NEW DETAILS: Guard killed in hospital shooting previously mistook patient for prisoner

Law enforcement had prior concerns about the fitness for duty of an armed security guard who was shot and killed this week by the prisoner he was watching at Miami Valley Hospital.

The manager of the security company echoed those concerns in an email obtained Friday by the Dayton Daily News using public records laws.

On Wednesday, the jail inmate, 30-year-old Brian Booth, overpowered guard Darrell Holderman, 78, of Carlisle, during a large struggle in a private emergency department room where he was detoxing. Booth took the guard’s pistol and shot him, then ran through the hallway and pointed the gun at others before fleeing to the parking lot. There, Booth, of Miamisburg, shot and killed himself, Dayton police Maj. Brian Johns said Thursday.

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Holderman was a U.S. Marine Corps veteran who worked for Merchants Security. The company has had a contract for more than 21 years with the Montgomery County Sheriff’s Office to guard some inmates admitted to hospitals, Sheriff Rob Streck said.

Sheriff’s Maj. Matt Haines said the sheriff’s office had “officially requested” that Merchants no longer assign Holderman to guard jail inmates. A Merchants manager on Thursday said while there were discussions about not using him, no such order was issued.

In an email exchange between Sheriff’s Capt. Julie Stephens and Nathan Burchfield, Merchant Security general manager, Burchfield said it appears that “it’s time to start backing [Holderman] down. … He’s such a hard worker but unfortunately his age and health are catching up to him.”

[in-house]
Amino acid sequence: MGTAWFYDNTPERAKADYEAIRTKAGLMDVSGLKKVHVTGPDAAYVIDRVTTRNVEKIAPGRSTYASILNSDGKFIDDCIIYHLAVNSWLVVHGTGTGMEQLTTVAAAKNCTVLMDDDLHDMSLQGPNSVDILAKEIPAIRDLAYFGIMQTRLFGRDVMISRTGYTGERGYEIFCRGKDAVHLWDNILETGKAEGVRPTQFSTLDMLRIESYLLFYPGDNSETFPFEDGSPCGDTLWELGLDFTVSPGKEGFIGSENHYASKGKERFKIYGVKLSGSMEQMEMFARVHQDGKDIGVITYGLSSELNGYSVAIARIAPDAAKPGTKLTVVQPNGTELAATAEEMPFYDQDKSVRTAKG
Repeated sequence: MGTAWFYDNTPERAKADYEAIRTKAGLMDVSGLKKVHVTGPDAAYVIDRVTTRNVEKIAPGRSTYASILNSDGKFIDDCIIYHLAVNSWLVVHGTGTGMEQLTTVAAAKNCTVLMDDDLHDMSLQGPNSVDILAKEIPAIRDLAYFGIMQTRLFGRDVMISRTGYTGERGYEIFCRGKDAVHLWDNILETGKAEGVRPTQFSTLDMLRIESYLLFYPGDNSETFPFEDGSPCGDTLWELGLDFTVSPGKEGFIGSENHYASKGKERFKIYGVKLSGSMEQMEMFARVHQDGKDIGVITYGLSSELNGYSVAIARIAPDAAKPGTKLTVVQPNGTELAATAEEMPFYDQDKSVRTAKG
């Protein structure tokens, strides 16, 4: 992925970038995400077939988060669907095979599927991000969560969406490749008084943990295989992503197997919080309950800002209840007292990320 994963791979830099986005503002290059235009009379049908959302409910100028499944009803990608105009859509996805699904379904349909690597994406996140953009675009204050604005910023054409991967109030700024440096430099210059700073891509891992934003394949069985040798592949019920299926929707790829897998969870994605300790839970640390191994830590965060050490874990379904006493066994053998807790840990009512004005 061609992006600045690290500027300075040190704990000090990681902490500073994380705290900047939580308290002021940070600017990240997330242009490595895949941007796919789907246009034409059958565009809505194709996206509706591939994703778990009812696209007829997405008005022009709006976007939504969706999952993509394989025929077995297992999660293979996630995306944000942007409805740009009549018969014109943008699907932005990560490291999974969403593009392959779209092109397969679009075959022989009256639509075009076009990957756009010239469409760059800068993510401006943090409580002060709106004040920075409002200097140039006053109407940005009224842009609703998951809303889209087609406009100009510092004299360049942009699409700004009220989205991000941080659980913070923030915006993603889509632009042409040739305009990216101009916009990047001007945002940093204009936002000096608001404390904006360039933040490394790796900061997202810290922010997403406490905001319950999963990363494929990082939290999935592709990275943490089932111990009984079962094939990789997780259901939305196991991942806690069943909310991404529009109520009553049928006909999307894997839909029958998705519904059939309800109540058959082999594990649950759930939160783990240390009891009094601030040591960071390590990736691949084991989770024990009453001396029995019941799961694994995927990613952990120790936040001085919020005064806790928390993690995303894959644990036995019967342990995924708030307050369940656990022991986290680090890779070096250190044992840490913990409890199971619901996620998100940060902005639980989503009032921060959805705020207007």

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Burchfield’s comments were in response to a copy of an incident report written by Premier Health Department of Public Safety Sgt. Dalton Bybee included in the email from Stephens.

The report describes an April 29 incident when Holderman escorted a prisoner to the bathroom, then stepped out of the room to make a call to his supervisor and briefly mistook another man for the prisoner he was watching.

A witness who works at the hospital told Bybee that when Holderman approached the patient, he had his cane in one hand and the other near his duty weapon. Bybee said the witness was “slightly distraught” by the issue and notified her manager.

Holderman told Bybee that he briefly turned away from the bathroom, and when he looked back he saw a man with an IV pole walking away from him down the hallway. He told Bybee he mistook the man for his prisoner and approached him, asking what room he was from and where he was supposed to be, according to the report.

ExplorePHOTOS: Inmate, security guard die after shooting at Miami Valley Hospital

The man turned around and asked Holderman if he was speaking to him, and Holderman said he soon realized he was not speaking with his prisoner and quickly returned to the room, where the prisoner was still in the restroom.

In the report Bybee said he asked Holderman for his supervisor’s contact information, but Holderman was unable to properly see the number in his cellphone.

Holderman said he made a mistake, misidentifying the man, and apologized to medical staff, Bybee said.

Bybee reported that Holderman’s supervisor agreed to find a replacement for Holderman for the rest of the night and said he would notify the security company’s director, Greg Murphy, about the incident.

At the time of the shooting, Booth was accused of a probation violation for a burglary. Dayton police said he did not have a violent history and no indications such an incident would occur.

Holderman suffered multiple skull fractures and lacerations to his hands from fighting back, and was shot in the back of the neck, said Johns, who said he had been a “go-to” guard for Merchants who “works a lot to support his family.”

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